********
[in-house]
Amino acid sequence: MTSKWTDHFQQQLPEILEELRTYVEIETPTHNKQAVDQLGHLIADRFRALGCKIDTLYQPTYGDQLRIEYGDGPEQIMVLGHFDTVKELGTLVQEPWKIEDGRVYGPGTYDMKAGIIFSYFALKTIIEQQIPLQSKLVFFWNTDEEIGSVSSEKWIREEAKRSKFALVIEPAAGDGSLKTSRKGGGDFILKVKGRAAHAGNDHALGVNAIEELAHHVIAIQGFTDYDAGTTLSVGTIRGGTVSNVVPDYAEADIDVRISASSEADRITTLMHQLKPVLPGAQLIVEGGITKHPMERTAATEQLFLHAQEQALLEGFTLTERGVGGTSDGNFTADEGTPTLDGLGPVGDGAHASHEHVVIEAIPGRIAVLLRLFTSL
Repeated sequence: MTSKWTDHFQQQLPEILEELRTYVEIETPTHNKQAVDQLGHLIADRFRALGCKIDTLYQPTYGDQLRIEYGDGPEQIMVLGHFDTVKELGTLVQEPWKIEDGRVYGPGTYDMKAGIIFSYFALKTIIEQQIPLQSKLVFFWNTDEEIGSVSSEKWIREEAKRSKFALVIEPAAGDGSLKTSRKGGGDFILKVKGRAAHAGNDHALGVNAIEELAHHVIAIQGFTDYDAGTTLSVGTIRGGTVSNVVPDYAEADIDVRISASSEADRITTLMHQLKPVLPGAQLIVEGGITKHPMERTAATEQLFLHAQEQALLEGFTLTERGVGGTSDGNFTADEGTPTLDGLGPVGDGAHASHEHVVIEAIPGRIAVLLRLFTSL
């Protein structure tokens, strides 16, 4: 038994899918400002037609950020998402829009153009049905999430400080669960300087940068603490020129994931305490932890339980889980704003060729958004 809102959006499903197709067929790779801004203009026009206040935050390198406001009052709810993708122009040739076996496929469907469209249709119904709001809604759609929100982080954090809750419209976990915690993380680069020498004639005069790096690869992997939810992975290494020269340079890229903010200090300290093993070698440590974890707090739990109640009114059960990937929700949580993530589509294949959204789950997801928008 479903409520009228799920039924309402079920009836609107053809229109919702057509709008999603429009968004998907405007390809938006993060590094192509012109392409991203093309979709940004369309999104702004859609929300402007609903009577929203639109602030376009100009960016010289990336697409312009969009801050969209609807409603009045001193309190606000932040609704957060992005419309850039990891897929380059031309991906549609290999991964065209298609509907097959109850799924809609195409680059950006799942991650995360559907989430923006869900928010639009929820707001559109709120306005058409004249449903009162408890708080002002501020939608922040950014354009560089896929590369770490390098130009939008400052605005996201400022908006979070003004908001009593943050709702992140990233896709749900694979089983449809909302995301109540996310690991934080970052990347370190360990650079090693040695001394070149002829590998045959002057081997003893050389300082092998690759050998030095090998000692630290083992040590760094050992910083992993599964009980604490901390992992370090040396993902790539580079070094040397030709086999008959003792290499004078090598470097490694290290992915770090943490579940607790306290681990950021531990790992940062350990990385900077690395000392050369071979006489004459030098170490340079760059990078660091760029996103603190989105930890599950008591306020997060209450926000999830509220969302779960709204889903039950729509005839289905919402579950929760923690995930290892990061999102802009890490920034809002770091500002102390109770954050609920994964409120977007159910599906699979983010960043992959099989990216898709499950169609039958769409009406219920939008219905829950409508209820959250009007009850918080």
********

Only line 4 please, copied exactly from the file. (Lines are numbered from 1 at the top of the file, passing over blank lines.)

């Protein structure tokens, strides 16, 4: 038994899918400002037609950020998402829009153009049905999430400080669960300087940068603490020129994931305490932890339980889980704003060729958004 809102959006499903197709067929790779801004203009026009206040935050390198406001009052709810993708122009040739076996496929469907469209249709119904709001809604759609929100982080954090809750419209976990915690993380680069020498004639005069790096690869992997939810992975290494020269340079890229903010200090300290093993070698440590974890707090739990109640009114059960990937929700949580993530589509294949959204789950997801928008 479903409520009228799920039924309402079920009836609107053809229109919702057509709008999603429009968004998907405007390809938006993060590094192509012109392409991203093309979709940004369309999104702004859609929300402007609903009577929203639109602030376009100009960016010289990336697409312009969009801050969209609807409603009045001193309190606000932040609704957060992005419309850039990891897929380059031309991906549609290999991964065209298609509907097959109850799924809609195409680059950006799942991650995360559907989430923006869900928010639009929820707001559109709120306005058409004249449903009162408890708080002002501020939608922040950014354009560089896929590369770490390098130009939008400052605005996201400022908006979070003004908001009593943050709702992140990233896709749900694979089983449809909302995301109540996310690991934080970052990347370190360990650079090693040695001394070149002829590998045959002057081997003893050389300082092998690759050998030095090998000692630290083992040590760094050992910083992993599964009980604490901390992992370090040396993902790539580079070094040397030709086999008959003792290499004078090598470097490694290290992915770090943490579940607790306290681990950021531990790992940062350990990385900077690395000392050369071979006489004459030098170490340079760059990078660091760029996103603190989105930890599950008591306020997060209450926000999830509220969302779960709204889903039950729509005839289905919402579950929760923690995930290892990061999102802009890490920034809002770091500002102390109770954050609920994964409120977007159910599906699979983010960043992959099989990216898709499950169609039958769409009406219920939008219905829950409508209820959250009007009850918080």